The state has extended the deadline to apply for health insurance plans through the American Rescue Plan Act Special Enrollment Period to October 31. Also, as of July 1, some Connecticut residents that meet specific eligibility requirements can pay $0 for their health insurance coverage through Access Health CT, thanks to the new Covered Connecticut Program created by the state. To qualify for the Covered Connecticut Program, you must:
Have a household annual income that is greater than 160%, and up to
and including 175% of the federal poverty level. Have at least one dependent child in the household under age 19; children age 18 must be a full-time student in secondary school. Be eligible for advance premium tax credits (APTCs) and cost-sharing
The number of COVID-19 cases in nursing homes increased to 6,008 from 4,814 in one week, and nursing home deaths now represent 58% of all COVID-related deaths, according to the latest figures released by the state Department of Public Health (DPH) Thursday night. COVID-19 deaths in nursing homes rose to 1,627 from 1,249 in one week. The 1,627 deaths represent 58% of the state’s 2,797 COVID-19 deaths. Of the state’s 215 nursing homes, 160 have at least one confirmed case of COVID-19, up from 150 a week ago. Riverside Health and Rehab Center in East Hartford reported the most COVID-19 deaths with 47, followed by Kimberly Hall North in Windsor, with 40; Abbott Terrace Health Center of Waterbury, with 38; and Saint John Paul II Center in Danbury, with 30. The nursing home with the highest number of residents with COVID-19 is Litchfield Woods in Torrington, with 126, followed by Abbott Terrace Health Center, with 121; Branford Hills Health Care Center and Parkway Pavilion Health and Rehabilitation Center in Enfield, each with 93; Bride Brook Health & Rehabilitation Center, Niantic, with 96; and the Golden Hill Rehab Pavilion in Milford with 82, according to the DPH data.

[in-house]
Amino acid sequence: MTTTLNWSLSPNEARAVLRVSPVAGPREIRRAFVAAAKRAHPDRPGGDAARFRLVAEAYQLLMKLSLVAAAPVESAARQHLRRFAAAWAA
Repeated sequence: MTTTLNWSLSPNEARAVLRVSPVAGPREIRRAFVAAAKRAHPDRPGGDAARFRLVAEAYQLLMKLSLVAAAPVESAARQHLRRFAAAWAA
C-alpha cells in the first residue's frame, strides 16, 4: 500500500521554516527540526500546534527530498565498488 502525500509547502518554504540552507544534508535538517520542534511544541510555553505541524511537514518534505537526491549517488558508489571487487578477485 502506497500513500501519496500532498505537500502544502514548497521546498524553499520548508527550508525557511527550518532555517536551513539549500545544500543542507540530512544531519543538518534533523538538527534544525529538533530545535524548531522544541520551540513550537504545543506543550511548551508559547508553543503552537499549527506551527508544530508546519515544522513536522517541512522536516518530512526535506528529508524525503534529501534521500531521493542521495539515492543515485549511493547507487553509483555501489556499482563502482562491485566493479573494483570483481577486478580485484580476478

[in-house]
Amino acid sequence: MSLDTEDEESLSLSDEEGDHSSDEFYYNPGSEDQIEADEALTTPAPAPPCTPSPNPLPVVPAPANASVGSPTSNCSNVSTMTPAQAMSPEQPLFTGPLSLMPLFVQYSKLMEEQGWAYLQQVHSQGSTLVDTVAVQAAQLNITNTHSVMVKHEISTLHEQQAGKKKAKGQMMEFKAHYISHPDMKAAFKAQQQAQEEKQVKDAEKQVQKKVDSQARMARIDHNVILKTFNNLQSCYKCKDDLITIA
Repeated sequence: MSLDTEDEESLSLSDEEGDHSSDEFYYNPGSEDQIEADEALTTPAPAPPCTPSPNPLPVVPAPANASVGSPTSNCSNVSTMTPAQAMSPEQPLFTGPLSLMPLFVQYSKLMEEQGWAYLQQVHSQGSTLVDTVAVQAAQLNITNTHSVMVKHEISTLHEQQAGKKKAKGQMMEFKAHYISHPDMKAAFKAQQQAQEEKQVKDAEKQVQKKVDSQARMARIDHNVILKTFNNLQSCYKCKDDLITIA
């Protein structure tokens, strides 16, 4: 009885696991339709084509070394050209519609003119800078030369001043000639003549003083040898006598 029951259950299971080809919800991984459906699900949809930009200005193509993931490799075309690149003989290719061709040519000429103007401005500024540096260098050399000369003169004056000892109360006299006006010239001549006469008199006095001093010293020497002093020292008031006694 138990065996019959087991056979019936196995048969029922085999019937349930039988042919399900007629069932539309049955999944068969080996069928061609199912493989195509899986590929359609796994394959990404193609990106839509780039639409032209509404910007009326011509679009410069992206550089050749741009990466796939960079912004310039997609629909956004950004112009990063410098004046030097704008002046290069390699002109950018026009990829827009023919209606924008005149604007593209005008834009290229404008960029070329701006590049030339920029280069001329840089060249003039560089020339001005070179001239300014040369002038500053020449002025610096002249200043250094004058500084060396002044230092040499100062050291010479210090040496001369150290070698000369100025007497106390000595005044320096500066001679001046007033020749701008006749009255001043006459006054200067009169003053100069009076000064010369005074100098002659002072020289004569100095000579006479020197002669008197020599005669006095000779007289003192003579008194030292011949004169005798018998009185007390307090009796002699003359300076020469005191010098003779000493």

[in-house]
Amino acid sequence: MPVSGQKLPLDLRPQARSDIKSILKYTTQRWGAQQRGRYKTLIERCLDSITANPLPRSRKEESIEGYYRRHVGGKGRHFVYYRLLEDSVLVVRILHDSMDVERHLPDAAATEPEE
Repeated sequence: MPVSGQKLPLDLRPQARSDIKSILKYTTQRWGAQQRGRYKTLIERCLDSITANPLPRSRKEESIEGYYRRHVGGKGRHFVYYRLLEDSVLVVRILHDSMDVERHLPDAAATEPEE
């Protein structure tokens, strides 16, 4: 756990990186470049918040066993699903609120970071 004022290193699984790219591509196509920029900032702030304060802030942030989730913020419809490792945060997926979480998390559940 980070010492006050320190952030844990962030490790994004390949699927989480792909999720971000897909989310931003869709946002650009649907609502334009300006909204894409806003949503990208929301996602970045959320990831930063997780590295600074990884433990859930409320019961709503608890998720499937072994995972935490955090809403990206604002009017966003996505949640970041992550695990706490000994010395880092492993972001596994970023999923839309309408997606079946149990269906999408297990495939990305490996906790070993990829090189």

It was a 70-degree day in January 2014, and Cristin Buckley was at her daughter’s basketball game with her husband and twin sons. The boys were planning to head to Target to buy baseball cards after the game, but before they could leave, 7-year-old Ben said he was having difficulty breathing and needed a nebulizer treatment. Ben’s dad took him home. “My husband called me and said, ‘Have you ever done a nebulizer treatment and have it not work?’ and I said, ‘No,’ and at that point he realized something was wrong,” Buckley said. Forty minutes after they left the basketball game, Ben was unconscious in their driveway.
Open enrollment for 2020 health insurance plans begins Nov. 1, but consumers can already “window shop” among plans on the state’s health insurance exchange. On Access Health CT’s (AHCT) website, accesshealthct.com, the health insurance exchange created by the Affordable Care Act, consumers can browse and compare options. Individuals can begin enrolling Nov. 1, for coverage effective Jan.
The most permanent decision of Kelsey’s life began when she walked into the saloon-style Lucky Soul Tattoo shop in Woodbridge, Connecticut, on a Thursday afternoon. Kelsey, an 18-year-old high school senior, was grieving over the loss of her beloved black cat, and wanted to memorialize their companionship. “I want to do something of sentimental value but I’m scared of it not coming out the way I like,” said Kelsey, 18, who did not wish to give her last name. She’s part of a growing trend. Body modification, especially professional tattooing, has become more popular in recent years.